WENGEN, Switzerland — Downhill racer Steven Nyman is aiming to extend a great American tradition when he takes on the historic Lauberhorn course Saturday.
It was exactly 27 years ago at Wengen that the United States got its first men’s World Cup downhill win when Bill Johnson tamed the long, quirky track that twists beneath the Eiger and Jungfrau mountains.
Nyman also has been inspired by the Wengen victories of Daron Rahlves and Bode Miller, his former and current teammates.
“The runs that those guys put down a few years ago were inspiring,” Nyman said Thursday. “Just so gut-wrenching and intense, how hard they were pushing the whole way down.
“My first World Cup year was the year Daron won and it blew my mind,” said Nyman, a 28-year-old from Sundance, Utah.
Rahlves’ success in 2006, which came 11 years after fellow Californian Kyle Rasmussen made Wengen his first career win, started a three-year stretch of U.S. dominance.
Miller delivered back-to-back in 2007 and ’08. He was denied a hat trick in 2009, finishing runner-up to Switzerland’s Didier Defago with U.S. teammate Marco Sullivan third.
In one of many Wengen traditions, podium finishers are ferried by helicopter down to the village for a news conference in an elementary school.
“I want that helicopter ride at the end,” said Nyman, who was fifth fastest in a final training run Wednesday. Miller was 14th.
The longest World Cup downhill this year at 2.75 miles, it includes the tour’s fastest and slowest sections on a 2½ minute journey.
Racers hit 87 mph on the Haneggschuss straight having earlier slammed on the brakes to navigate an S-bend and emerge at 44 mph.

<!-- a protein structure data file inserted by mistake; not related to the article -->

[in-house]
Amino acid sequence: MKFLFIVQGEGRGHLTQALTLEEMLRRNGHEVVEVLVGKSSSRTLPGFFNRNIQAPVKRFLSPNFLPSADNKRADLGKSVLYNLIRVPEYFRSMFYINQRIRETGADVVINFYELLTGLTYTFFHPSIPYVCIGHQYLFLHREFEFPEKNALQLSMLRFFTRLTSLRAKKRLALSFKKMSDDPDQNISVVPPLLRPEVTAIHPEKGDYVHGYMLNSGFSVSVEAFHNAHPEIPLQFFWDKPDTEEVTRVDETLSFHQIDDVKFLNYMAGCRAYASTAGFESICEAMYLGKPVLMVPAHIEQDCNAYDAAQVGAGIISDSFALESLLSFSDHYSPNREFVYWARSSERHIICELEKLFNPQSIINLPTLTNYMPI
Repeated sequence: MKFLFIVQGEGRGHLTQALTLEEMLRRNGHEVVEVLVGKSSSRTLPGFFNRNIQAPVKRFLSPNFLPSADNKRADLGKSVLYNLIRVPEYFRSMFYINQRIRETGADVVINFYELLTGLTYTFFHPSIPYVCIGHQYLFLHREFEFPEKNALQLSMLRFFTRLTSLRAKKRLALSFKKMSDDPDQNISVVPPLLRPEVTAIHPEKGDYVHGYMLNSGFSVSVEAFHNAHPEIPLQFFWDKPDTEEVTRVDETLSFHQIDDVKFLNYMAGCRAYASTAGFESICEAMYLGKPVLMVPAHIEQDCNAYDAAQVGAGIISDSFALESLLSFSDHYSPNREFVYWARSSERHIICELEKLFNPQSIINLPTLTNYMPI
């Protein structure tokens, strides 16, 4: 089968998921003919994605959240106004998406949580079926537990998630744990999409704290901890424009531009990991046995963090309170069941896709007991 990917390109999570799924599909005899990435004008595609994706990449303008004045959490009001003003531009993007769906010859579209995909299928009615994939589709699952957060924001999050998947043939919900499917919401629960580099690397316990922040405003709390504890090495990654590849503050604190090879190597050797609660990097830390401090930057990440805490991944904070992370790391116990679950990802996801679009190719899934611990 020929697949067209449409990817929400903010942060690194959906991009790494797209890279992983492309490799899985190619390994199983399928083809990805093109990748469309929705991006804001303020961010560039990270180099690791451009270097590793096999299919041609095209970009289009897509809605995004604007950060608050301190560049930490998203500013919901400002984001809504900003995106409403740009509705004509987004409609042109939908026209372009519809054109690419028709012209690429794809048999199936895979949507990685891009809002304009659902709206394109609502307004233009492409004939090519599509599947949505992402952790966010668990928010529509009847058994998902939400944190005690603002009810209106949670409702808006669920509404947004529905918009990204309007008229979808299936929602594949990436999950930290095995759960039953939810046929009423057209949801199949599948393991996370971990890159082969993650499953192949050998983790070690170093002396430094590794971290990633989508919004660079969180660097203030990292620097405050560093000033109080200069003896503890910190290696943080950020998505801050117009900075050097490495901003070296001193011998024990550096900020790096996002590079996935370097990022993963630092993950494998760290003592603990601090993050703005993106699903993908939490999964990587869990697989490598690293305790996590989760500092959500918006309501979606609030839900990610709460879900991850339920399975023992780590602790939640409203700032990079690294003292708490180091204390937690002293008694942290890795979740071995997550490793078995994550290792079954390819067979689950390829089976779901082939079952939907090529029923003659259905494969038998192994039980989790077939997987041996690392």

They hurtle off the signature Hundschopf cliff jump, negotiate one passage that’s just 10 feet wide and pass through a low tunnel bridge carrying the cog railway trains that take them to the start.
“In between every section you have time to think and feel,” Nyman said. “It’s super intense, then a walk in the park. There’s a lot of thinking time.”
The Lauberhorn was “designed by nature,” said Michael Walchhofer, the Austrian veteran who leads the downhill standings this season.
“If you wanted to design a new course like that, it could not happen,” said Walchhofer, who won in 2005 when Miller was third.
The 35-year-old Walchhofer is in his farewell season, while old rival Didier Cuche — twice runner-up to Miller — appears set to return next year.
The 36-year-old Cuche would be a hugely popular winner if he can give the knowledgeable Swiss crowd a third straight home success.
Defending Lauberhorn champion Carlo Janka feels he’s an outside bet to repeat.
“Maybe I don’t have the same confidence like last year,” said Janka, who is winless in defense of his World Cup overall title.
Janka finished second in the super-combined event won Friday by Ivica Kostelic of Croatia, the overall World Cup leader. Kostelic will start wearing bib No. 2 Saturday and likely have the best of soft snow conditions.
The home team also looks to all-rounder Silvan Zurbriggen, the surprise downhill winner at Val Gardena, Italy, who is having a career-best year at 29.
On the eve of the 81st Lauberhorn meeting, Nyman is keenly aware of the sense of history. Fellow Sundance resident Robert Redford filmed scenes in Wengen for skiing’s all-time classic movie more than 40 years ago.
“I’ve watched ‘Downhill Racer’ in the past and it was filmed here in this hotel,” said Nyman, speaking in the lobby of the Beausite Park where the U.S. team stays. “There’s an intensity here.”